3. Pyramid Pose
Why it works?
Hamstrings are the main group of muscles that aid in movement and therefore get activated every time our body gets into a fight or flight mode. But the problem arises when our sympathetic nervous system gets into overdrive and our parasympathetic nervous system is unable to calm us down even after the event is over. This leads to residual emotional energy getting stored in our hamstrings. This is why a lot of us experience tight hamstrings.
The pyramid pose is an excellent pose that provides an intense stretch to the hamstrings to release the stuck emotions.
1. Start in mountain pose. Separate your feet about 3.5 to 4 feet apart by taking your left feet back.
2. Inhale, press your feet firmly on the ground, draw your navel in, lengthen your tail bone, square your hips and interlace your fingers behind the back.
3. Exhale, bend forward towards your knees, and rest your forehead on the knees or the shin depending on your flexibility.
4. To release the posture, press your back heel firmly into the ground and come up slowly. Repeat on the other side.
Hold anywhere between 15 seconds to 1 minute on each side (left and right).
Avoid this pose if you are suffering from back injury or high blood pressure and do Ardha Parvottanasana instead (beginner version of Pyramid pose).
Why it works?
The human head is a pretty heavy organ weighing approximately 8 pounds. We put a lot of strain on our neck muscles by dropping our heads while working on phones and laptops.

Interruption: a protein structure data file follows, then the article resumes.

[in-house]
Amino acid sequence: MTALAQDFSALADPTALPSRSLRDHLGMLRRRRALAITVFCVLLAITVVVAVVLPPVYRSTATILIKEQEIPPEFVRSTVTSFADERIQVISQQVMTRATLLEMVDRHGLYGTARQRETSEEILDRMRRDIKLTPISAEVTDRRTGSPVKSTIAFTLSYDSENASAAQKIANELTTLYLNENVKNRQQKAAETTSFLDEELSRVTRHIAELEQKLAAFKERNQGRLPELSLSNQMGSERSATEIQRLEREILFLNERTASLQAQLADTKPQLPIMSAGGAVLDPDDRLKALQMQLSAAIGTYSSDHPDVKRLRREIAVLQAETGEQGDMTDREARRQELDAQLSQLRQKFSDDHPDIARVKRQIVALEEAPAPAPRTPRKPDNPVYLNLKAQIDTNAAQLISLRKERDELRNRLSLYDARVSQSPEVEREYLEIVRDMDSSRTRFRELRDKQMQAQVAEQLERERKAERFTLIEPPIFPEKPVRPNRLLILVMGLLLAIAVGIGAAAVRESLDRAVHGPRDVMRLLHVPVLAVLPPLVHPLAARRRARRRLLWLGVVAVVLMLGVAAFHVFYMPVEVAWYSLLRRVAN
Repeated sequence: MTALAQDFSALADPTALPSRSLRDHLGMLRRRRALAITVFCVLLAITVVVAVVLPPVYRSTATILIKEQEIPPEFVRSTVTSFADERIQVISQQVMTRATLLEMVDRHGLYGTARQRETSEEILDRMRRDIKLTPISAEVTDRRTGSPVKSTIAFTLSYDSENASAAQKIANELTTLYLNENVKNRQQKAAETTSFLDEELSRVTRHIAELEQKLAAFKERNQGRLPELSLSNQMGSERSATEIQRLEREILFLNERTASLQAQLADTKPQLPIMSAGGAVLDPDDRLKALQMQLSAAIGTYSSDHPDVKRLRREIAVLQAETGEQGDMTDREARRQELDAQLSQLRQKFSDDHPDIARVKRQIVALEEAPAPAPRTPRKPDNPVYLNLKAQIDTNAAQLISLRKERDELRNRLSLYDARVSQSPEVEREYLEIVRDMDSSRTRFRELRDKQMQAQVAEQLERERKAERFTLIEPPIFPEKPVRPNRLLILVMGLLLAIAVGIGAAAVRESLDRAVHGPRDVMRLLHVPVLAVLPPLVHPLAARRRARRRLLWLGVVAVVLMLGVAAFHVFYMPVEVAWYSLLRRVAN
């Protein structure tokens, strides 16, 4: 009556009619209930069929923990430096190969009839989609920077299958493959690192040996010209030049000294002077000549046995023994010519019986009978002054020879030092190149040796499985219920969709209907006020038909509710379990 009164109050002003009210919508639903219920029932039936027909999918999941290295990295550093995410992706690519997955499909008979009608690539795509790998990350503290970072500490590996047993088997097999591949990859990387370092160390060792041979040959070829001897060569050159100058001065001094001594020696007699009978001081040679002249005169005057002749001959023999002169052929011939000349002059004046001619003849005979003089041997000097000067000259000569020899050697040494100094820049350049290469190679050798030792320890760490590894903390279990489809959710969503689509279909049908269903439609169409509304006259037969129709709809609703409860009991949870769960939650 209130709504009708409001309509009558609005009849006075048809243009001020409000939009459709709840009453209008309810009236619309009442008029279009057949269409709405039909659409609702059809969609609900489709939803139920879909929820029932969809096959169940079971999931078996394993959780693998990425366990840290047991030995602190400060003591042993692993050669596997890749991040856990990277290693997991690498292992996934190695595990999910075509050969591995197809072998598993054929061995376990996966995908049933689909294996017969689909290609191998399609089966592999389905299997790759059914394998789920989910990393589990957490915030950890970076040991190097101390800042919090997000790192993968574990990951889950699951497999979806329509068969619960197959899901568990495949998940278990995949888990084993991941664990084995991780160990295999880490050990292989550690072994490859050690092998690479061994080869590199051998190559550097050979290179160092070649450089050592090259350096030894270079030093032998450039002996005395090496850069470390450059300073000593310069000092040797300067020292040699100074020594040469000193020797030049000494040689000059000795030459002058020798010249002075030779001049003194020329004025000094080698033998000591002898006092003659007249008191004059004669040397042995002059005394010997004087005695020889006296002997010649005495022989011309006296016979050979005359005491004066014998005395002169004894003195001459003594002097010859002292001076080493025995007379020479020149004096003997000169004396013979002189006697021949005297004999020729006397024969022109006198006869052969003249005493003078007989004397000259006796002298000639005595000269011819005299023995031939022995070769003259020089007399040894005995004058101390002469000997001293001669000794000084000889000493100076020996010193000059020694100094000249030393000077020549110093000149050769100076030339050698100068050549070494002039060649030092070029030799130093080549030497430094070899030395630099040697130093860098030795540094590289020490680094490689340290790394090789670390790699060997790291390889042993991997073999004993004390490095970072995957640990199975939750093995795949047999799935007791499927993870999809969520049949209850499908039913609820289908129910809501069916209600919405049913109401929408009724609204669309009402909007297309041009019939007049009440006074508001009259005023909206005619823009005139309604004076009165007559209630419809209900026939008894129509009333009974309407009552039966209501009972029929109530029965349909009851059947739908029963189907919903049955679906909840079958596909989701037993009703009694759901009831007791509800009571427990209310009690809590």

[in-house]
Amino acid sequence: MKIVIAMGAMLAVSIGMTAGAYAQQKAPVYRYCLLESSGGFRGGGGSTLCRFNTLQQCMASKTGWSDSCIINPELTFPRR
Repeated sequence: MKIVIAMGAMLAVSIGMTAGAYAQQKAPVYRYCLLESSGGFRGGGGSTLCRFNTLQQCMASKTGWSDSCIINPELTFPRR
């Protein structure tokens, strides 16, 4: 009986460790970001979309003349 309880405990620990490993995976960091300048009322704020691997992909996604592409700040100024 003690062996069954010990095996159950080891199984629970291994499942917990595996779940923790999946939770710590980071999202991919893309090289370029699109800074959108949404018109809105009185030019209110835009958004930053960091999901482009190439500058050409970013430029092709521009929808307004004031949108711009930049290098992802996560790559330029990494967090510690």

Trauma can seriously affect our breathing patterns. Due to constant panic and anxiety, we do a lot of shallow breathing by raising our collar bones and shoulders instead of breathing deeply from the abdomen, putting additional strain on the neck muscles. This generally leads to tightness in our neck and shoulder areas.
A headstand is an excellent pose to relieve tension from the neck and shoulder muscles. It also improves the body’s alignment by getting the head and rest of the body in a straight line. The inverted posture leads to an increased supply of blood to the brain to regulate the autonomic nervous system.
1. Begin in the child’s pose.
2. From the child’s pose, sit upon the heels. Bring your arms together and make a tripod on the ground.
3. Place the head on the ground with the back of the head against the hands. Raise the hips and walk your feet towards the head. Keep the hips up and knees straight.
4. Bend the knees in towards your chest and bring the heels up to the buttocks.
5. Straighten the back and knees.
6. To come out of the posture, bend the knees bringing them to the chest, and slowly bring your feet back to the floor.
Start with 15 seconds and gradually deepen the practice to hold up to one minute.
- Do not attempt the pose if you are suffering from back pain, neck problems, heart condition, high blood pressure, glaucoma.
- Women should not do this posture during menstruation or pregnancy.
5. Pond Pose
Why it works?
The solar plexus or the third chakra located in the stomach area governs self-empowerment and willpower. When we face a traumatic situation and our sense of self or safety is threatened, it can manifest as an energetic imbalance in the solar plexus. It can physically manifest as shallow breathing or gastrointestinal problems.
Pond pose is an excellent stretching pose that relaxes the abdominal muscles and enables us to do deep abdominal breathing.
1. Lie flat on the back.
2. Stretch your arms overhead and lengthen your spine.
3. Inhale deeply and allow your belly to rise up.
4. Exhale completely and contract your abdomen to return to its original position.
It is a stretching pose to elongate the spine. Hold it for as long as it is comfortable.
None unless mentioned specifically by your physician.